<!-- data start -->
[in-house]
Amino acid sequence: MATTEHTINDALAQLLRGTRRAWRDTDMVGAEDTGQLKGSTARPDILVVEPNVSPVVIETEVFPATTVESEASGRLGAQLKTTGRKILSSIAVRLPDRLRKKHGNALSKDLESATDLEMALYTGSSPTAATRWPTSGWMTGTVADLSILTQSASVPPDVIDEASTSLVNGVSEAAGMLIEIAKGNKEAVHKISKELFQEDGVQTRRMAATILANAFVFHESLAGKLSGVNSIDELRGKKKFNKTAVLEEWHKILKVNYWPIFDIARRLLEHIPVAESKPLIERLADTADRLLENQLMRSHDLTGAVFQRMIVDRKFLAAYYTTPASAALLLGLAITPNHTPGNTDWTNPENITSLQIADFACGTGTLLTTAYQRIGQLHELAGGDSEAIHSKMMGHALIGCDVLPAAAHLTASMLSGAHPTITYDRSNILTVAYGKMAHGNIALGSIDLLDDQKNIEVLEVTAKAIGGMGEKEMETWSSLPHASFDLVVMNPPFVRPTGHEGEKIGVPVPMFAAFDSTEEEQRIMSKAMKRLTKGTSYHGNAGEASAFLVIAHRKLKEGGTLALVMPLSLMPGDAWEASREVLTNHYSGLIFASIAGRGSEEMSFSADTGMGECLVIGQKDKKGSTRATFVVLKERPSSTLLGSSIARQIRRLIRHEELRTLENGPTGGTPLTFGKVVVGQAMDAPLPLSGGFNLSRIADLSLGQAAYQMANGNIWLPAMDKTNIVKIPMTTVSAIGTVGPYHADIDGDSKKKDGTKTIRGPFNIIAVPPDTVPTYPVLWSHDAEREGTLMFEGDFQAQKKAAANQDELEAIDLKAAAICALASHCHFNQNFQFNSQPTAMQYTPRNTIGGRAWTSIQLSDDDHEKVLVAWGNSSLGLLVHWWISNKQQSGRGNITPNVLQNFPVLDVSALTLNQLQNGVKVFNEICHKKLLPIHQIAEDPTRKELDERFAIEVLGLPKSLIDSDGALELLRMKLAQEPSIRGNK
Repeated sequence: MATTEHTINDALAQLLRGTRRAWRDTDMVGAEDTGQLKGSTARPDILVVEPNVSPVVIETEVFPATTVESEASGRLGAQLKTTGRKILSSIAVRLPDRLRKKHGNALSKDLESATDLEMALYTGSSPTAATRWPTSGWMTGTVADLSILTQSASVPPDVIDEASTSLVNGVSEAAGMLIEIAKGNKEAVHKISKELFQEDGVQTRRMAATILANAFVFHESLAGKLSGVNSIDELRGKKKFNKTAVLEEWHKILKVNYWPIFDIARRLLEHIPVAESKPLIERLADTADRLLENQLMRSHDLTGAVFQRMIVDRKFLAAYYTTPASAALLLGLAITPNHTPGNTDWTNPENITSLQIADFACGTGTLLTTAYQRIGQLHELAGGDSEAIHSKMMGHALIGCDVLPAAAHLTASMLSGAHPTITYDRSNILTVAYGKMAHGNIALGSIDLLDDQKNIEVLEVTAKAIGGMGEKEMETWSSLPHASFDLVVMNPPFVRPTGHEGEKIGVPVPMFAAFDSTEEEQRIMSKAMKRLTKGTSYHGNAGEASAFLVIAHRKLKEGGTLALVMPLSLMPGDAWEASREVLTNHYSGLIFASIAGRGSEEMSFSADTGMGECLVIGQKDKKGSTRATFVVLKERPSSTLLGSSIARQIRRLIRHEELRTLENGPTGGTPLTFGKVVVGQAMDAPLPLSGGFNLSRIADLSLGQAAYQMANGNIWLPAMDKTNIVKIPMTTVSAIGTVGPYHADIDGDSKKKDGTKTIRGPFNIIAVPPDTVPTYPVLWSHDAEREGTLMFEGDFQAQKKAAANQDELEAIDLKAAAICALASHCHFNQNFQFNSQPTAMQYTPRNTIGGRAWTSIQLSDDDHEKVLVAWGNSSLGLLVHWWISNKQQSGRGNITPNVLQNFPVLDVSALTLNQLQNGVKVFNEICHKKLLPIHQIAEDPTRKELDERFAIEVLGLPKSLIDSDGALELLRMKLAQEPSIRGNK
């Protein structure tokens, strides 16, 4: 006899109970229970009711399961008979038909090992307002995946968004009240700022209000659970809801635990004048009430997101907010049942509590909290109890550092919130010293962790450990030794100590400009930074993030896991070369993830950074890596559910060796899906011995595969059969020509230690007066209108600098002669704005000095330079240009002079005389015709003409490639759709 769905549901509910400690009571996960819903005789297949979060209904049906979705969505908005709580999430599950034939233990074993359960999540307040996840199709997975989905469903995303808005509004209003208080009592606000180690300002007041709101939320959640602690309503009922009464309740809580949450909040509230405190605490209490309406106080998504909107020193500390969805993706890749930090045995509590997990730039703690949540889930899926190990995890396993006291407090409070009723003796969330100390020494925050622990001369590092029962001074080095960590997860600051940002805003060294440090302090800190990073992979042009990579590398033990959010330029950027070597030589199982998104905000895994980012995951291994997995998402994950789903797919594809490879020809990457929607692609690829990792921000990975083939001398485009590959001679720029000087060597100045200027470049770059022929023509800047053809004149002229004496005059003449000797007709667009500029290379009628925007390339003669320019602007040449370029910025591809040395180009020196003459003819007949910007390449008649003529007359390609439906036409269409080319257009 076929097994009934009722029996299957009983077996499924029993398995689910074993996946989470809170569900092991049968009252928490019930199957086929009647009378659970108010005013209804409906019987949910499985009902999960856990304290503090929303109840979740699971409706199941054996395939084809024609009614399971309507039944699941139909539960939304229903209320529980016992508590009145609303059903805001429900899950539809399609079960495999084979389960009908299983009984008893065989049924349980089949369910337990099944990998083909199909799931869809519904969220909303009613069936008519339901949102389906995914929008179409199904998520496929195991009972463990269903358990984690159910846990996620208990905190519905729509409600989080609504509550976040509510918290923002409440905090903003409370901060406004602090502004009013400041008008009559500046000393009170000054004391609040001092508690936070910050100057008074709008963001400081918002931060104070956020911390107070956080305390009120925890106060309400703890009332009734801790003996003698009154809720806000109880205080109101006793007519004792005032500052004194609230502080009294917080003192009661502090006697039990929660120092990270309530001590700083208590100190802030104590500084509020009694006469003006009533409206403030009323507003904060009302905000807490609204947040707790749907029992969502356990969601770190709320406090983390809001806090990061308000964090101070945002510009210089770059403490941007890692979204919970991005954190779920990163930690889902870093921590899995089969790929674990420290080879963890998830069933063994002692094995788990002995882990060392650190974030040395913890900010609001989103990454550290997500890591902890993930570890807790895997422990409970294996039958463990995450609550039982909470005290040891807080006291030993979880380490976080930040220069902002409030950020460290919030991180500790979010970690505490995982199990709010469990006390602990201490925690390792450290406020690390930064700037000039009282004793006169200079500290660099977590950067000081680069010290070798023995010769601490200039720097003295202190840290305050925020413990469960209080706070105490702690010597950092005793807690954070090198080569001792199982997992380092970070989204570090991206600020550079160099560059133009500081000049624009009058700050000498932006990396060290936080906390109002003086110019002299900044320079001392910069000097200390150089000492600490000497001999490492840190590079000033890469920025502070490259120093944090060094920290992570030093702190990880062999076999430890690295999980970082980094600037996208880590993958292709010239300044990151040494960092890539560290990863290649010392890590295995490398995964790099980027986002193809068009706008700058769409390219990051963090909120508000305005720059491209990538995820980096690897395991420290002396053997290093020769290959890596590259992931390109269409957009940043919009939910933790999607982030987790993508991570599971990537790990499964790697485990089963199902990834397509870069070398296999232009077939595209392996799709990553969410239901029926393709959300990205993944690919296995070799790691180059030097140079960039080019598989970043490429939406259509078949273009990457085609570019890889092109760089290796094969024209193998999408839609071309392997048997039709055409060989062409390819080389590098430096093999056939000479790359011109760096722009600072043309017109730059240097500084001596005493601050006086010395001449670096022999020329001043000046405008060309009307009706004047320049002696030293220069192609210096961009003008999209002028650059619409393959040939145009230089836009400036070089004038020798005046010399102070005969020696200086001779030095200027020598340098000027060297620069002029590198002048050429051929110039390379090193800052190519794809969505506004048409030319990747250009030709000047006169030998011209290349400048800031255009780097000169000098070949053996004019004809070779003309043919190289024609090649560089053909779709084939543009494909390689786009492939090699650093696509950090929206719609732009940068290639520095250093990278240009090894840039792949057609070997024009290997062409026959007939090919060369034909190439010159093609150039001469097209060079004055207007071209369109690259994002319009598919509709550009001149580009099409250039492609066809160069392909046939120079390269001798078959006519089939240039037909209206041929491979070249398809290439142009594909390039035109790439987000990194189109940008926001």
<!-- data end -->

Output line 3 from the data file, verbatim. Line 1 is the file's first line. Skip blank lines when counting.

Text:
Repeated sequence: MATTEHTINDALAQLLRGTRRAWRDTDMVGAEDTGQLKGSTARPDILVVEPNVSPVVIETEVFPATTVESEASGRLGAQLKTTGRKILSSIAVRLPDRLRKKHGNALSKDLESATDLEMALYTGSSPTAATRWPTSGWMTGTVADLSILTQSASVPPDVIDEASTSLVNGVSEAAGMLIEIAKGNKEAVHKISKELFQEDGVQTRRMAATILANAFVFHESLAGKLSGVNSIDELRGKKKFNKTAVLEEWHKILKVNYWPIFDIARRLLEHIPVAESKPLIERLADTADRLLENQLMRSHDLTGAVFQRMIVDRKFLAAYYTTPASAALLLGLAITPNHTPGNTDWTNPENITSLQIADFACGTGTLLTTAYQRIGQLHELAGGDSEAIHSKMMGHALIGCDVLPAAAHLTASMLSGAHPTITYDRSNILTVAYGKMAHGNIALGSIDLLDDQKNIEVLEVTAKAIGGMGEKEMETWSSLPHASFDLVVMNPPFVRPTGHEGEKIGVPVPMFAAFDSTEEEQRIMSKAMKRLTKGTSYHGNAGEASAFLVIAHRKLKEGGTLALVMPLSLMPGDAWEASREVLTNHYSGLIFASIAGRGSEEMSFSADTGMGECLVIGQKDKKGSTRATFVVLKERPSSTLLGSSIARQIRRLIRHEELRTLENGPTGGTPLTFGKVVVGQAMDAPLPLSGGFNLSRIADLSLGQAAYQMANGNIWLPAMDKTNIVKIPMTTVSAIGTVGPYHADIDGDSKKKDGTKTIRGPFNIIAVPPDTVPTYPVLWSHDAEREGTLMFEGDFQAQKKAAANQDELEAIDLKAAAICALASHCHFNQNFQFNSQPTAMQYTPRNTIGGRAWTSIQLSDDDHEKVLVAWGNSSLGLLVHWWISNKQQSGRGNITPNVLQNFPVLDVSALTLNQLQNGVKVFNEICHKKLLPIHQIAEDPTRKELDERFAIEVLGLPKSLIDSDGALELLRMKLAQEPSIRGNK